Roblox is a popular online gaming platform that has been accused of deceiving players about in-game purchases. A watchdog group filed an official complaint this month over the platform’s deceptive ads, which have reportedly generated millions for Roblox Corp since 2016. The FTC will decide whether to pursue a legal case against the company following its investigation into the adverts.,
Roblox having brand partnerships isn’t exactly new (though it has resulted in some interesting digital behavior), but one watchdog organization is blasting the game’s makers for what it deems “deceptive advertising,” even pushing the issue to the FTC.
According to Truth in Advertising (TINA), a nonprofit organization whose mission is to “[empower] consumers to protect themselves and one another against false advertising and deceptive marketing,” Roblox, influencers, and a slew of other companies are secretly pushing Advertisements in front of millions of people, the majority of whom are too young to know the difference between a game and an ad.
“The businesses Roblox has accepted into its metaverse, […] together with undisclosed avatar brand influencers and AI-controlled marketing bots, are trampling on the platform, influencing and abusing customers, particularly the site’s most vulnerable gamers — over 25 million children.”
The notice goes on to mention the game’s own community guidelines, which state that advertising cannot include anything meant for children under the age of 13, as well as multiple graphic instances of how effectively disguised the “advergames” are amid the platform’s “experiences.” It also accuses the game of allowing paid brand influencers, AI bots, and members of its Roblox Video Stars content creator program to force advertising on players in-game without proper notification, citing events in other games that hosted sponsored content without explicitly stating it was sponsored content.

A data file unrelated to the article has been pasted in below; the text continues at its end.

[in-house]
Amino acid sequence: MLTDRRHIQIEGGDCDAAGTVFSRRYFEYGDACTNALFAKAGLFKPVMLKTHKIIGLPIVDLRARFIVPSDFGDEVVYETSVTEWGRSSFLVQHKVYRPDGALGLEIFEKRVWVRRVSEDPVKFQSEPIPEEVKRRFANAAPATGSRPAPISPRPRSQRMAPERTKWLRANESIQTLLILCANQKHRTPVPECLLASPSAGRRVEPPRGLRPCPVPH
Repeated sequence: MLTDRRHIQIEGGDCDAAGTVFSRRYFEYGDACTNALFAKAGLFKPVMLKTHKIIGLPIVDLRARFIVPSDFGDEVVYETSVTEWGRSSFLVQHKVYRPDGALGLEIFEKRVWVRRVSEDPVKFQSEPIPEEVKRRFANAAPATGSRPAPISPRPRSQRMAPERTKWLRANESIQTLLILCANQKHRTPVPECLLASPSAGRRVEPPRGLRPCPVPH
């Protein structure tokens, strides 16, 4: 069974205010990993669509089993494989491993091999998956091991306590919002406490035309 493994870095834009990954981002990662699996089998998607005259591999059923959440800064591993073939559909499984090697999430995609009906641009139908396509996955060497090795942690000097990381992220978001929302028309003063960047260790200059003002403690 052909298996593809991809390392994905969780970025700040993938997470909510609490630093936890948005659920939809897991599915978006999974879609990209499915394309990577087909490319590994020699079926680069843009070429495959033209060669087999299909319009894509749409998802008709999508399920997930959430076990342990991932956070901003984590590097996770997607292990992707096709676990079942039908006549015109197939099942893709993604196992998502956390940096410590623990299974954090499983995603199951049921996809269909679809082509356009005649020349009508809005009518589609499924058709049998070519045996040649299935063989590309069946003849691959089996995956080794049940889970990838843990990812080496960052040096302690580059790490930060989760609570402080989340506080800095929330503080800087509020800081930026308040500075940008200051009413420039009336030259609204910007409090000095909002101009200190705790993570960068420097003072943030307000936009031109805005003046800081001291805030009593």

Finally, TINA points out Roblox’s proclivity for claiming that creators can make money on the platform while also making it nearly impossible for player creations to be noticed, leading to creators purchasing likes to increase visibility – something the developers don’t allow but also don’t adequately monitor or prevent.
This prompted TINA to submit a formal complaint with the Federal Trade Commission (FTC) on Tuesday, requesting that the government agency take action. “The Federal Trade Commission has long recognized the need of protecting children and teenagers from digital deceit. Unfortunately, nothing has been done, and legislative attempts to curb deceptive internet marketing that endangers children and teenagers have yet to bear fruit,” according to a portion of the lawsuit. “There are twenty-five million children who can no longer afford to wait for action.”